10. ^ "The History of The Mifflin Street Block Party timeline". Timetoast. Retrieved 2017-03-22.
  11. ^ NBC15. "Fewer Problems at 2009 Mifflin Street Block Party". Retrieved 2017-03-22.
  12. ^ "A history of Mifflin from 1969 to 2010". The Badger Herald. Retrieved 2017-03-22.
  13. ^ "UPDATE: 2 Reported Stabbings on Mifflin Street". nbc15.com. May 3, 2011. Archived from the original on July 22, 2019.
  14. ^ Allen, Jackie. "Berquam revamps message to campus, urges smart choices".
  15. ^ Johnson, Allie. "City makes it official in the fine print: No more Mifflin".
  16. ^ Times, Steven Elbow | The Capital. "City on Mifflin party: We're not canceling anything". madison.com.
  17. ^ Schorr, Parker. "Warm weather bring 15,000 partiers out for Mifflin Street Block Party". The Badger Herald.
  18. ^ "Mifflin Street Block Party cancelled, students still plan to safely celebrate at home". The Daily Cardinal. Retrieved 2020-04-25.
  19. ^ Cestkowski, J. T. (2020-04-22). "Madison police take hard stance against Mifflin Street Block Party, threaten citations". WKOW. Retrieved 2020-04-25.
  20. ^ Danbeck, Jackson. "It's a no-show at this year's Mifflin St. Block Party". www.nbc15.com. Retrieved 2020-04-25.
  21. ^ Bills, Haley (April 20, 2021). "Online organizers promote Mifflin Block Party despite MPD, UW warnings". The Badger Herald.
  22. ^ a b "Relative calm marks annual Wisconsin block party" (Newspaper article). USA Today. 2005-05-01. Retrieved 2007-02-13. CS1 maint: discouraged parameter (link)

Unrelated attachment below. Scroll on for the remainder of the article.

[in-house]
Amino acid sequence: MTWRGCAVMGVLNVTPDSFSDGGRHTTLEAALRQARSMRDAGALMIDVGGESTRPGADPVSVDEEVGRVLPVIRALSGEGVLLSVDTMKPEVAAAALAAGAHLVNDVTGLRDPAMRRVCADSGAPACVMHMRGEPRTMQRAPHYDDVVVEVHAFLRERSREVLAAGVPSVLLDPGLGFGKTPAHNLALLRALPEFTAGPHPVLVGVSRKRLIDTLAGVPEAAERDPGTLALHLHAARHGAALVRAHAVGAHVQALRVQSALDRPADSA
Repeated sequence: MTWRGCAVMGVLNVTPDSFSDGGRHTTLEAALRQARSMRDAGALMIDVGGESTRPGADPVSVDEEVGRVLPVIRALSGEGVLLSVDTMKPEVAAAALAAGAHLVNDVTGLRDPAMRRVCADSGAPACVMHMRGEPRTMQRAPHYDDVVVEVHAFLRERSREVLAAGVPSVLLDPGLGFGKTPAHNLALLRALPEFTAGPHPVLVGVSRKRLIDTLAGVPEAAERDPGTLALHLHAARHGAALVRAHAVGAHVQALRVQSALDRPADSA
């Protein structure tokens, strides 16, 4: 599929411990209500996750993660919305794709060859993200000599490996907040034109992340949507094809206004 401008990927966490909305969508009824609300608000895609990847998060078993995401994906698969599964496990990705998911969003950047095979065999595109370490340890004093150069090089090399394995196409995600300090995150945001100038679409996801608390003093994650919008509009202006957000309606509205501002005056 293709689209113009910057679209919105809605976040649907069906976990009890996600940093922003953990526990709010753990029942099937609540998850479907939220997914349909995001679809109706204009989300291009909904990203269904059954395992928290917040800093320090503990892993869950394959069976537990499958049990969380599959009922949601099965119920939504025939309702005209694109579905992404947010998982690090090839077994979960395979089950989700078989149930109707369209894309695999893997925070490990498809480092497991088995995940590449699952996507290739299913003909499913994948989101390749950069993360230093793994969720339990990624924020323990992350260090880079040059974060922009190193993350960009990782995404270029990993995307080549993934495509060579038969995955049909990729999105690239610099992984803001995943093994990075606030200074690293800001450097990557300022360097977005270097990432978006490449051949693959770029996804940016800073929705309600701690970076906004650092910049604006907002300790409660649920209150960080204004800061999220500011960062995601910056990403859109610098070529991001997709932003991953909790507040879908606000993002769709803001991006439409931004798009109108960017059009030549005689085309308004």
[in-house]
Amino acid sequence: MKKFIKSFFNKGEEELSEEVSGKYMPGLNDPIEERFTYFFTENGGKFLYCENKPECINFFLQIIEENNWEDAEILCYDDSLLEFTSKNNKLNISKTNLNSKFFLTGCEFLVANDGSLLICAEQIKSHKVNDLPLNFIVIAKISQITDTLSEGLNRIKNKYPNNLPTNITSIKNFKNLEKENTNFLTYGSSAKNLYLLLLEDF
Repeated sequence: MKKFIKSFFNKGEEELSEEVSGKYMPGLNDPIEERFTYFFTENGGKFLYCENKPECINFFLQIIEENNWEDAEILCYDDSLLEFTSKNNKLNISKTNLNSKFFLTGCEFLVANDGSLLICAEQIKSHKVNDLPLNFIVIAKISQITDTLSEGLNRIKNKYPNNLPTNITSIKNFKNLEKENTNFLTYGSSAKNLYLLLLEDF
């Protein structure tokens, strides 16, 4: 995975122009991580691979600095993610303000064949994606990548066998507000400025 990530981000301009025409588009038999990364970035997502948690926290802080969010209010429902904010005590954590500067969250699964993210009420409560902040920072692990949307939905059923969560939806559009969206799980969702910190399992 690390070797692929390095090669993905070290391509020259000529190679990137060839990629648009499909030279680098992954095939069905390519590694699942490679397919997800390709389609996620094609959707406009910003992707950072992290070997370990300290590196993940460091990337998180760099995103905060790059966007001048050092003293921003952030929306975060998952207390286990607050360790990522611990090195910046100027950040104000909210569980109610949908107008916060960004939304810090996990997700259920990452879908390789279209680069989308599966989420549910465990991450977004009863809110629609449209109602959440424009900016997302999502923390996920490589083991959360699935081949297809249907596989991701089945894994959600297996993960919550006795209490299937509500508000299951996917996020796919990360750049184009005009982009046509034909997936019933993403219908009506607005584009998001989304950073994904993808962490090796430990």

23. ^ Bettis, Angela (2005-02-24). "Students Want Mifflin Street Block Party Date Changed". WISC-TV Channel 3000. Archived from the original (News update) on 2007-08-18. Retrieved 2007-02-16. CS1 maint: discouraged parameter (link)
  24. ^ Andrus, Aubre (2005-05-02). "Date change proves successful for Mifflin Street Block Party" (Newspaper article). The Badger Herald. Retrieved 2007-02-16. CS1 maint: discouraged parameter (link)
  25. ^ "225 Arrests Reported At Mifflin Street Block Party". WISC-TV Channel 3000. 2005-05-02. Archived from the original (News update) on 2007-02-04. Retrieved 2007-02-16. CS1 maint: discouraged parameter (link)
  26. ^ Quitos, Heather (2006-04-12). "City gears up for April 29 block party" (Newspaper article). The Badger Herald. Retrieved 2007-02-17.
  27. ^ "40 years on Mifflin street" (PDF). madison.com. Wisconsin State Journal. Retrieved 2008-05-01.[dead link]
  28. ^ Oliveira Jr., Pedro (2008-05-05). "Mifflin Arrests Hit All-Time High, Again" (Newspaper article). The Badger Herald. Retrieved 2008-05-06.
  29. ^ Schorr, Parker. "Warm weather bring 15,000 partiers out for Mifflin Street Block Party".

External linksEdit

Coordinates: 43°04′16″N 89°23′30″W / 43.0710°N 89.3918°W / 43.0710; -89.3918